BH Ammo delivered this box of Winchester .223 Remington ammunition eight days after it was ordered.

Brownells, one of the largest online retailers of firearms, parts, and ammunition in the gun industry, processing “thousands of orders every day” from its Iowa headquarters,4Kevin Hardy, “The new face of Iowa’’s international gun dealer,” Des Moines Register, April 6, 2016, offered a similar experience. While checking out on the Brownells website, a “Restrictions” pop-up noted that customers must be 18 to purchase ammunition, but the website did not ask for the purchaser’s age — or even provide a mechanism to enter it — to complete the transaction. Three days later, the ammunition was delivered.

A "Restrictions" pop-up appears on the Brownells website while purchasing ammunition.
Note that customers can only close the “Restrictions” pop-up when purchasing ammunition on

Another retailer, Firearms Depot, did not ask any questions about the customer’s age during the transaction, and the ammunition was delivered a week later.

An excerpt from a Firearms Depot confirmation email.
An excerpt from the Firearms Depot order confirmation email.

To purchase ammunition from Global Ordnance, a company with a “long history of supplying military grade ammunition worldwide,”5Global Ordnance, “About,” accessed March 4, 2024, customers must click a box agreeing with the site’s terms and conditions, which require that ammo purchasers be at least 21 and provide an “adult signature” upon delivery. “If no signature is requested, the customer must provide valid identification for age verification.”6Global Ordnance, “Terms,” accessed February 5, 2024, When the ammunition was delivered six days after it was purchased, the delivery driver obtained the customer’s signature without asking for identification.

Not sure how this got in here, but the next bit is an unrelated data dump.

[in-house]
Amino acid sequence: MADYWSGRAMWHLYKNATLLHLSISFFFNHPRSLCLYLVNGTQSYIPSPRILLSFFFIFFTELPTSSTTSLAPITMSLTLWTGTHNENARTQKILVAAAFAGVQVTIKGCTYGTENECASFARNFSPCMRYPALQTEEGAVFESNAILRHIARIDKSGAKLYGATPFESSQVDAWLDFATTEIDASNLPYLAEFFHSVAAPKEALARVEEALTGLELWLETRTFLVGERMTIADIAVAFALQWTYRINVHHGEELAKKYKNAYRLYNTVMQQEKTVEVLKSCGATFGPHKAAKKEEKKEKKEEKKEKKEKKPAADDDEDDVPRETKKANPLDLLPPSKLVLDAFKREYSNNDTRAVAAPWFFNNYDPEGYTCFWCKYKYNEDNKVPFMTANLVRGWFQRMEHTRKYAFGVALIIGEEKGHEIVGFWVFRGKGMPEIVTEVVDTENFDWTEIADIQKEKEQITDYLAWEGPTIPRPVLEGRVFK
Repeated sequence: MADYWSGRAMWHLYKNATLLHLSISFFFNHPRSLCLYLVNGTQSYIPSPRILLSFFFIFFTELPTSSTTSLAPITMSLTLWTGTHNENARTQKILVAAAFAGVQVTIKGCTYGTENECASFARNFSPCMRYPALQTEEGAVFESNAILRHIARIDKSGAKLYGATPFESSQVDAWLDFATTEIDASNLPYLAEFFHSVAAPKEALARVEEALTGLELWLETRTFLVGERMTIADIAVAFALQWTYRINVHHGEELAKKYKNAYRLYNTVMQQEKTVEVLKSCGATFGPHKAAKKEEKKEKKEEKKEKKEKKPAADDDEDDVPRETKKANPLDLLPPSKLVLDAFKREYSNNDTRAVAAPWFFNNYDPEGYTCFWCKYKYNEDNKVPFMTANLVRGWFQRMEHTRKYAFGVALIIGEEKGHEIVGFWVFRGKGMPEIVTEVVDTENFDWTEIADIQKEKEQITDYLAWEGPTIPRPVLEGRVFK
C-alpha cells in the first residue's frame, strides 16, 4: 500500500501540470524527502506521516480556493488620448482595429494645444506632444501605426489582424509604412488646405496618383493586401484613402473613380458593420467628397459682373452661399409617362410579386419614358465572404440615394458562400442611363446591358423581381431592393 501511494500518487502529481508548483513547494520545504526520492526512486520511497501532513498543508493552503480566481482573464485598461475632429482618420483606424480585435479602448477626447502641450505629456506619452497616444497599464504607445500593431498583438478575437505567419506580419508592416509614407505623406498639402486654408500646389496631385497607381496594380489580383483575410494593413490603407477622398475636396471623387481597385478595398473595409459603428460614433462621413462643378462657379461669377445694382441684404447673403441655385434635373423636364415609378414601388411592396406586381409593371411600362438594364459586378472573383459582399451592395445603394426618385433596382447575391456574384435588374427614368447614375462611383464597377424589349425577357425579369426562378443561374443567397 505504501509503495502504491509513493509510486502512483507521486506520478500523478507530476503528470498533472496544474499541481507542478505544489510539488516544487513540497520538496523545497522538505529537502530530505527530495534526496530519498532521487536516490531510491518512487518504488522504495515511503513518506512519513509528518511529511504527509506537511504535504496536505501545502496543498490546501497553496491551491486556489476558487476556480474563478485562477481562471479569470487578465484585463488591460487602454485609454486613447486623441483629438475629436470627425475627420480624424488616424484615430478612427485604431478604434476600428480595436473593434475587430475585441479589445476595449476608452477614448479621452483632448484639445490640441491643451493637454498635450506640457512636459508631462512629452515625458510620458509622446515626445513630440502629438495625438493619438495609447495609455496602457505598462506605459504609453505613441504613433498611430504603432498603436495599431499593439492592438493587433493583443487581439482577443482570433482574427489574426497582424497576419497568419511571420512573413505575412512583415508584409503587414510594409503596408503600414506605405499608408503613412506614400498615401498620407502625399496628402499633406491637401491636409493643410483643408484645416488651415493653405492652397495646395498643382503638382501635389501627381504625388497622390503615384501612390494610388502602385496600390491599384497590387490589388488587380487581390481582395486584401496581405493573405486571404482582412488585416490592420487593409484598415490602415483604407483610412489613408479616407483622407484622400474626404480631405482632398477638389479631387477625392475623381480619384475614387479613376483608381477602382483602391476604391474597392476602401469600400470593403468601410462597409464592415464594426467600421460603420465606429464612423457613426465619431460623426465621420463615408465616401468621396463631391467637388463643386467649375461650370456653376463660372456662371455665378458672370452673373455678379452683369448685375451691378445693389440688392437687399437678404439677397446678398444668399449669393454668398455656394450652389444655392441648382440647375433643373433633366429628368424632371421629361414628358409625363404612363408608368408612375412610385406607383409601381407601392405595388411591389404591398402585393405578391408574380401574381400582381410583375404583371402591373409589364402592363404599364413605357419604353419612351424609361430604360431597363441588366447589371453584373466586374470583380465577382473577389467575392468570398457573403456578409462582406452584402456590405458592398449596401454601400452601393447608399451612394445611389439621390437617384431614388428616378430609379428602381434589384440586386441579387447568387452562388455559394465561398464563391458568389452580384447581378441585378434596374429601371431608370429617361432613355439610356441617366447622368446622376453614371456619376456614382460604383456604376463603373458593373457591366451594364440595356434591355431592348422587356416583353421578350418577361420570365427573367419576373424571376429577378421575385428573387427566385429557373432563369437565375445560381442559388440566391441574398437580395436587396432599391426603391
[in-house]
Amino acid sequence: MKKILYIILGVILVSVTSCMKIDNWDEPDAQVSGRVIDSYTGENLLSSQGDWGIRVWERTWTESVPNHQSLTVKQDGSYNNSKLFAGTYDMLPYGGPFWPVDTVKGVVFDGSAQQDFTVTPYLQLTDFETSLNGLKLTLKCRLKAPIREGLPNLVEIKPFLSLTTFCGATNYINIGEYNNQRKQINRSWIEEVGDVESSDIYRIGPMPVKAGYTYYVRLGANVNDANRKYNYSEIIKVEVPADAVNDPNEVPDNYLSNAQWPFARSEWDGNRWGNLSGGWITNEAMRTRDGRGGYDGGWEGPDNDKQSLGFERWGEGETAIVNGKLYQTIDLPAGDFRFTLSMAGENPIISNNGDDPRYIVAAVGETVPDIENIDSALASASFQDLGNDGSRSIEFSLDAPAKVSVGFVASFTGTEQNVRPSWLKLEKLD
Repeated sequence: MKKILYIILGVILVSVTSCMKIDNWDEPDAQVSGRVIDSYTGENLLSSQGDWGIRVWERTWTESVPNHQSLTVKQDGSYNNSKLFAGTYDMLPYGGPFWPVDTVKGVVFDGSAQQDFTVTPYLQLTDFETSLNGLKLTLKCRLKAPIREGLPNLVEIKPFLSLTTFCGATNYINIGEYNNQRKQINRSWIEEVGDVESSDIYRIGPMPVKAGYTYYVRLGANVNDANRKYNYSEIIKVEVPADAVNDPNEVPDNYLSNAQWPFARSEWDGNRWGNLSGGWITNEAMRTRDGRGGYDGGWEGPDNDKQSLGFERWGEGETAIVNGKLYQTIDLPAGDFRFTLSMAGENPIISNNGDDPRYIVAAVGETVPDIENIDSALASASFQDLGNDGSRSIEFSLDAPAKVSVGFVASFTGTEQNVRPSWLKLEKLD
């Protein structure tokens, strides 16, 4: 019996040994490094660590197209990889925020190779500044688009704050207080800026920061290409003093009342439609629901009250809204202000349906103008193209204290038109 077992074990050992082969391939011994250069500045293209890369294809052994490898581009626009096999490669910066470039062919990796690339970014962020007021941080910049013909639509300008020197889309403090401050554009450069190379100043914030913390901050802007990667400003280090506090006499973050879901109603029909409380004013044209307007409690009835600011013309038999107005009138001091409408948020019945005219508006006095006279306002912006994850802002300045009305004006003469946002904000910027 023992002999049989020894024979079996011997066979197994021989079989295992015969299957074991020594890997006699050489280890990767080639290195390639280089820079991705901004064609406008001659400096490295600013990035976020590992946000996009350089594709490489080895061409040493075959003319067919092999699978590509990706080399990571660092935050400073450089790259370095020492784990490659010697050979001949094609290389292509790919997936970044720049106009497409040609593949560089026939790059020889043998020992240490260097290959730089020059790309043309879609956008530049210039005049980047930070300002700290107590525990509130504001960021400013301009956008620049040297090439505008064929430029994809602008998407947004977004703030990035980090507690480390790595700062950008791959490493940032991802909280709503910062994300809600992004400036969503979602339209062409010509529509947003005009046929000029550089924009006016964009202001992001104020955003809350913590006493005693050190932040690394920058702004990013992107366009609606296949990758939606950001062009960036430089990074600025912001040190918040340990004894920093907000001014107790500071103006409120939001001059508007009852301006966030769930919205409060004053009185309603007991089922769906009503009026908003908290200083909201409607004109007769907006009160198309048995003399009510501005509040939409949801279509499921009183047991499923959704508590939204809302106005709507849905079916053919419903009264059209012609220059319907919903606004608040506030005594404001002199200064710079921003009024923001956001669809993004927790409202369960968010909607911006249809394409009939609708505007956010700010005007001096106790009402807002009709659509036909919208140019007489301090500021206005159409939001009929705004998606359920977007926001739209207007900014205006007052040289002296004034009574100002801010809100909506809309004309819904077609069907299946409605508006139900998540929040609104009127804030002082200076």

A box of Hornady Black .223 Remington ammunition purchased from Global Ordnance.
A box of Hornady Black .223 Remington ammunition purchased from Global Ordnance., one of the largest online marketplaces for guns, ammunition, and related gear, asks if prospective customers are at least 18 when they enter the site, and during the checkout process, asked the buyer to affirm that they were at least 21 when purchasing .223 Remington ammunition. But the site did not require any proof of age in both instances. The day after it was purchased, the ammunition was delivered to the buyer’s doorstep.

Outdoor Limited, which bills itself as “Your One Stop Shop for All Your Ammunition Needs” and includes a separate tab for bulk orders,7Outdoor Limited homepage, accessed February 5, 2024, asks if prospective customers are at least 18 years old before they can visit the homepage, but no proof of age is required. When purchasing ammunition, customers must agree to the site’s terms and conditions, which require that customers be at least 18 or 21 to purchase long gun or handgun ammunition, respectively.8Outdoor Limited, “Terms and Conditions,” accessed February 5, 2024, But again, the site did not require any proof of age. Eleven days after completing the transaction, .223 Remington ammunition was delivered to the investigator’s door.